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LOW LITERACY AND NUMERACY SKILLS HURTING BUSINESS

19-01-2016
by 
in 

Low levels of workforce literacy and numeracy skills are having a significant impact on business, according to a new study.

The report, Tackling Foundation Skills in the Workforce, released by the Australian Industry Group (Ai Group) found 93 per cent of employers surveyed identified literacy and numeracy as a major issue that negatively impacted on their business.

Of the 300 employers surveyed, 42 percent of employers said poor completion of workplace documents was the greatest frustration as a result of low literacy and numeracy.

This was followed by material errors and wastage (32%) and teamwork and communication problems (28%).

This supports recent international data – Programme for the International Assessment of Adult Competencies (PIAAC) – which found 44 percent of Australians have literacy proficiency skills levels below Level 3 – considered to be the minimum to operate effectively in the workplace and society. 

Worse still was Australia’s ranking in regards to numeracy proficiency, with 55 percent of adults below Level 3.

“These results indicate a deepening concern about the level of foundation skills in the workforce and a continuing drag on the nation’s productivity,” Ai Group Chief Executive, Innes Willox, said.

“As Australia continues to evolve towards the digital economy, increasingly more sophisticated skills within the workforce are required,” he said.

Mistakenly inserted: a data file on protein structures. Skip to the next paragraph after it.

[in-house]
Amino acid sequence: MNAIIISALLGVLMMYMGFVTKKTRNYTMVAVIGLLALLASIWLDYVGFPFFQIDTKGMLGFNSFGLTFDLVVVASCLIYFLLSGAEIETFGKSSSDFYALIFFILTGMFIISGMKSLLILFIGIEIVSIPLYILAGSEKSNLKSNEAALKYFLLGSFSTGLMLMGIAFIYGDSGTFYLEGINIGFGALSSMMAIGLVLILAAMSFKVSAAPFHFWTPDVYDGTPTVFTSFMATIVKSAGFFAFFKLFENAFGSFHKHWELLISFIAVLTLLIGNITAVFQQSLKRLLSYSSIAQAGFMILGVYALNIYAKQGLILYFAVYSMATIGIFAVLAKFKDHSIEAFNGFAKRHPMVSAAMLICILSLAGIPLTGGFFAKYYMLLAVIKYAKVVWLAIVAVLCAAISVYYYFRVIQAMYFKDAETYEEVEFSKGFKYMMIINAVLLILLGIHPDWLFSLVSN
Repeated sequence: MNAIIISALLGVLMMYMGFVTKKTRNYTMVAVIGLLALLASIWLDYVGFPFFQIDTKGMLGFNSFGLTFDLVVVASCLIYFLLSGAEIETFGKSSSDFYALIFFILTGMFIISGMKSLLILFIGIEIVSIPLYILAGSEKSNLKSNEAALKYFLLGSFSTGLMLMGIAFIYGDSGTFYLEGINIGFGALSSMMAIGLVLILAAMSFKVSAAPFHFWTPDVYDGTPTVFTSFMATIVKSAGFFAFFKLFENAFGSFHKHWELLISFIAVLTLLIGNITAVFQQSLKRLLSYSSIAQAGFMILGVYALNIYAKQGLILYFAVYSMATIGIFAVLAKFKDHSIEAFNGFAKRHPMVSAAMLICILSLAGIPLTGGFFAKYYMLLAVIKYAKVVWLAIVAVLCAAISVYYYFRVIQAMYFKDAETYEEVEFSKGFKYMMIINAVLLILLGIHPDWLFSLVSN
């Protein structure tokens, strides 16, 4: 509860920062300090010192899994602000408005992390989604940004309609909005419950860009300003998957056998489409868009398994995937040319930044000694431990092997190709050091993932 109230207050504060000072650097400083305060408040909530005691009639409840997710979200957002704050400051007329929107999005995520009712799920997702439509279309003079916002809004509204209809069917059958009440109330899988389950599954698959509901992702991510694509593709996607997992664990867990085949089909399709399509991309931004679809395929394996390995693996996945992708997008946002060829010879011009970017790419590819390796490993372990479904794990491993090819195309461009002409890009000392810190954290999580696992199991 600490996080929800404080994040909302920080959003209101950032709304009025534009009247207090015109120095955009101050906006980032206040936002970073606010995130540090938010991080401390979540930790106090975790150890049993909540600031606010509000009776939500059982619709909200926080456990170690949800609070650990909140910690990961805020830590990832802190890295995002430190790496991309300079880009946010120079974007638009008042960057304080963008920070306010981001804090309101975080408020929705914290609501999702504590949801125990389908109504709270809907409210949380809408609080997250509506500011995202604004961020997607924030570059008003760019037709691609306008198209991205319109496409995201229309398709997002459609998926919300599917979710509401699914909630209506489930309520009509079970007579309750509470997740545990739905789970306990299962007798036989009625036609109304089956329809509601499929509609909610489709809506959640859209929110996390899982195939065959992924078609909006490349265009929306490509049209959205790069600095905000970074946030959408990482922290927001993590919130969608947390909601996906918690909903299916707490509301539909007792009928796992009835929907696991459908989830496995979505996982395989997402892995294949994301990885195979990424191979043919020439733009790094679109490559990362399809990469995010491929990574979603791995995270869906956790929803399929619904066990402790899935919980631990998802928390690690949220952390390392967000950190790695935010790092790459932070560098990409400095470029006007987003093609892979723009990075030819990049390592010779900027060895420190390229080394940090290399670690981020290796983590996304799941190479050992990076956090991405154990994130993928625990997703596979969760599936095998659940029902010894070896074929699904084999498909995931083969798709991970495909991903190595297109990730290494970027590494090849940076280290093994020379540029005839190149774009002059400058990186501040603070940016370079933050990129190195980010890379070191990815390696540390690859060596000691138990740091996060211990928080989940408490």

Mr Willox said the rapid expansion of ICT skills and technological advancement is changing the nature of employment.

“Occupations with highly-educated workers are expanding much more rapidly than other occupations, he said. So the mastery of literacy and numeracy is increasingly more important to meet the challenges of this evolving economy.”

According to the research, skill development support from supervisors or mentors was the largest response to the skills challenge from large (31.6%) and medium size businesses (28.2%). 

The AiGroup has recommended:

·       Implementing a national foundation skills strategy to boost workforce foundation skills

·       Developing a new national foundation skills program targeted at workplaces

·       Implementing a new national foundation skills program on a pilot basis in consultation with industry

·       Developing employer networks like the Employer Champions Network

·       Expanding the Language, Literacy and Numeracy Practitioner Scholarships Programme to lift the number of qualified practitioners in the LLN teaching workforce and

·       Raising awareness about the return on investment benefits for employers who support their employees LLN training.

 

“We need a renewed focus on literacy and numeracy skills to deal with the way the economy is changing,” Mr Willox said. “We need leadership from the Government in this area and a commitment to develop a new national program would be an important step to tackle these issues.”

 

Full report:  http://pdf.aigroup.asn.au/reports/AIG9675_EMAIL.pdf

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